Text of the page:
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This is an excerpt from the latest version perlfaq5.pod, which
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5.21: How can I lock a file?

Perl's builtin flock() function (see perlfunc for details) will call
flock(2) if that exists, fcntl(2) if it doesn't (on perl version 5.004
and later), and lockf(3) if neither of the two previous system calls
exists. On some systems, it may even use a different form of native
locking. Here are some gotchas with Perl's flock():

1 Produces a fatal error if none of the three system calls (or their
close equivalent) exists.

2 lockf(3) does not provide shared locking, and requires that the
filehandle be open for writing (or appending, or read/writing).

3 Some versions of flock() can't lock files over a network (e.g. on
NFS file systems), so you'd need to force the use of fcntl(2) when
you build Perl. But even this is dubious at best. See the flock
entry of perlfunc and the INSTALL file in the source distribution
for information on building Perl to do this.

Two potentially non-obvious but traditional flock semantics are that
it waits indefinitely until the lock is granted, and that its locks
are *merely advisory*. Such discretionary locks are more flexible,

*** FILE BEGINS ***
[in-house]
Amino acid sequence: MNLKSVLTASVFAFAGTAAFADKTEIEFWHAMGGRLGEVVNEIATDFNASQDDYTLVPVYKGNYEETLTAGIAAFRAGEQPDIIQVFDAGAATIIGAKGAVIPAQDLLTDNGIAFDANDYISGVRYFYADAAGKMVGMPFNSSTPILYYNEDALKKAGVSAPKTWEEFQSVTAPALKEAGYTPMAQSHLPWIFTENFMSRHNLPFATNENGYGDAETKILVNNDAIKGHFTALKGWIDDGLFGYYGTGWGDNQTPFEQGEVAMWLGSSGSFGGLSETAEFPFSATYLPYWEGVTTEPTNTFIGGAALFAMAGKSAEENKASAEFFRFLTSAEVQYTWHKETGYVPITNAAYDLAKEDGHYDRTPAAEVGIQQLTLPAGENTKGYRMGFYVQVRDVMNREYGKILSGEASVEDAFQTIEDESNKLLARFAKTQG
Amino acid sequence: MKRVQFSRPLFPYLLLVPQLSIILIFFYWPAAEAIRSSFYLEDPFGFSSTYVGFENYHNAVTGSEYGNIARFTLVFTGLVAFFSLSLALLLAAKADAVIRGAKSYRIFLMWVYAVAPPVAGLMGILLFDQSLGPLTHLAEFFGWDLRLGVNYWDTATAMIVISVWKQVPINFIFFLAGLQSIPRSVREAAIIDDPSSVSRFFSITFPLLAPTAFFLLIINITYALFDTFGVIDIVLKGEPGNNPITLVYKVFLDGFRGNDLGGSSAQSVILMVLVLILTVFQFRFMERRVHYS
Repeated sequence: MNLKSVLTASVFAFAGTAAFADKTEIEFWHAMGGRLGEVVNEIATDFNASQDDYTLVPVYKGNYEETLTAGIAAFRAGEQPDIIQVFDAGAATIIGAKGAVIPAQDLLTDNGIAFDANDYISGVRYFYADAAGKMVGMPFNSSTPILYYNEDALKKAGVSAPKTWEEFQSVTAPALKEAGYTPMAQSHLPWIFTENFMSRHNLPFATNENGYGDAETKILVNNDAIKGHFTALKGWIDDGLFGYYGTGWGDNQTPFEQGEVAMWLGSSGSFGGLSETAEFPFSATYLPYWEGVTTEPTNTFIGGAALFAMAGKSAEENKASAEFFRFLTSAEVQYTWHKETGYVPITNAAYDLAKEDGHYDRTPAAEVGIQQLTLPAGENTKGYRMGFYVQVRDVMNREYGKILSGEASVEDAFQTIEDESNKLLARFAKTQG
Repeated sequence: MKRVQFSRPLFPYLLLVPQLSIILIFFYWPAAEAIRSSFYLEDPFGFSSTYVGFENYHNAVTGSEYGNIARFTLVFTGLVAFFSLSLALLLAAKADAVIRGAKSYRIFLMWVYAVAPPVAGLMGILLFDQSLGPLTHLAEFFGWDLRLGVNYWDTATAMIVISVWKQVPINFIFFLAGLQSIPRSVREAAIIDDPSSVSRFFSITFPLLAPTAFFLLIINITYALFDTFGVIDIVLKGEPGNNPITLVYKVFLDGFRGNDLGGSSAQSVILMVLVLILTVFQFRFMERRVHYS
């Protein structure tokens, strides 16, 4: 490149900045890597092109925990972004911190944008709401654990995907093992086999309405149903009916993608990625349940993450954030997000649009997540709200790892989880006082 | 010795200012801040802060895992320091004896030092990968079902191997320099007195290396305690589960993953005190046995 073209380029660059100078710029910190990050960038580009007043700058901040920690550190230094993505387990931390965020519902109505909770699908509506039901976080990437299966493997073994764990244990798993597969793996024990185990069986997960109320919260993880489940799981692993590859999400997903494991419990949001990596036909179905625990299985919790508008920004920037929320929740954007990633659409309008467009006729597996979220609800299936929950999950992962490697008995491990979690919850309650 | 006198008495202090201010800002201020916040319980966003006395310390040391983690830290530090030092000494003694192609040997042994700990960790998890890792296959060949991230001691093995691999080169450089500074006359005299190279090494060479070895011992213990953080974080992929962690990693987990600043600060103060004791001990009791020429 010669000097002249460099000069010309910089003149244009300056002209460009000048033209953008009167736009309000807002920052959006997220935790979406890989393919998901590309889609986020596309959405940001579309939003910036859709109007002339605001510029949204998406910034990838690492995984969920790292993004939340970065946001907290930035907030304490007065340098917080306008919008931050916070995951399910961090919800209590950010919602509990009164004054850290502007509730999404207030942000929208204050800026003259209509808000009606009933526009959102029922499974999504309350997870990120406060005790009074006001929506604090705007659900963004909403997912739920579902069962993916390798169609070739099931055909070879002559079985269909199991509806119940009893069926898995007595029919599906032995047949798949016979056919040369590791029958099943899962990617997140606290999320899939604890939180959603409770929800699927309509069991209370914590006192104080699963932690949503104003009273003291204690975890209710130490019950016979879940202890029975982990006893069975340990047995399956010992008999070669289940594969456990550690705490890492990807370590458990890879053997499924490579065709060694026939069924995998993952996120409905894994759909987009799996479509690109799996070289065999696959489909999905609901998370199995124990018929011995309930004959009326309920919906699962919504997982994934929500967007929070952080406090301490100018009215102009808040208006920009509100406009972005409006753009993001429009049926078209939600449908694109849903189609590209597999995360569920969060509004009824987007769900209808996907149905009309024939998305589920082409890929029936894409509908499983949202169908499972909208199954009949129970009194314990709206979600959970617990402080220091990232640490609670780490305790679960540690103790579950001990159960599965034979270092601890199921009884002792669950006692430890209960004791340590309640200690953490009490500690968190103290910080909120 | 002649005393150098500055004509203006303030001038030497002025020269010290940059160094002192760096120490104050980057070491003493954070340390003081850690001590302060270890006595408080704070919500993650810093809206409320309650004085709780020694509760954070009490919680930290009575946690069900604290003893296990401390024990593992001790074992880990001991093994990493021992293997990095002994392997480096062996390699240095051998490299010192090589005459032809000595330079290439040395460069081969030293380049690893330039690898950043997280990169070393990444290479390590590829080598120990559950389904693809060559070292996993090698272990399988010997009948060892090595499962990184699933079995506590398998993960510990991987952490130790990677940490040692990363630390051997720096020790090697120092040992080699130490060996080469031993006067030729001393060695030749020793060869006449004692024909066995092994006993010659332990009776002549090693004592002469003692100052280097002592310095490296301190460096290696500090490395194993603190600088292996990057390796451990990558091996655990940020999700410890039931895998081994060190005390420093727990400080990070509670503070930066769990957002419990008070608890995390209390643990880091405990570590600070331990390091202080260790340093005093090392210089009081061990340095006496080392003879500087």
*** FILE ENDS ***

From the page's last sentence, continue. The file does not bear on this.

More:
but offer fewer guarantees. This means that files locked with
flock() may be modified by programs that do not also use flock().
Cars that stop for red lights get on well with each other, but not
with cars that don't stop for red lights. See the perlport manpage,
your port's specific documentation, or your system-specific local
manpages for details. It's best to assume traditional behavior if
you're writing portable programs. (If you're not, you should as
always feel perfectly free to write for your own system's
idiosyncrasies (sometimes called "features"). Slavish adherence to
portability concerns shouldn't get in the way of your getting your
job done.)

For more information on file locking, see also "File Locking" in
perlopentut if you have it (new for 5.6).


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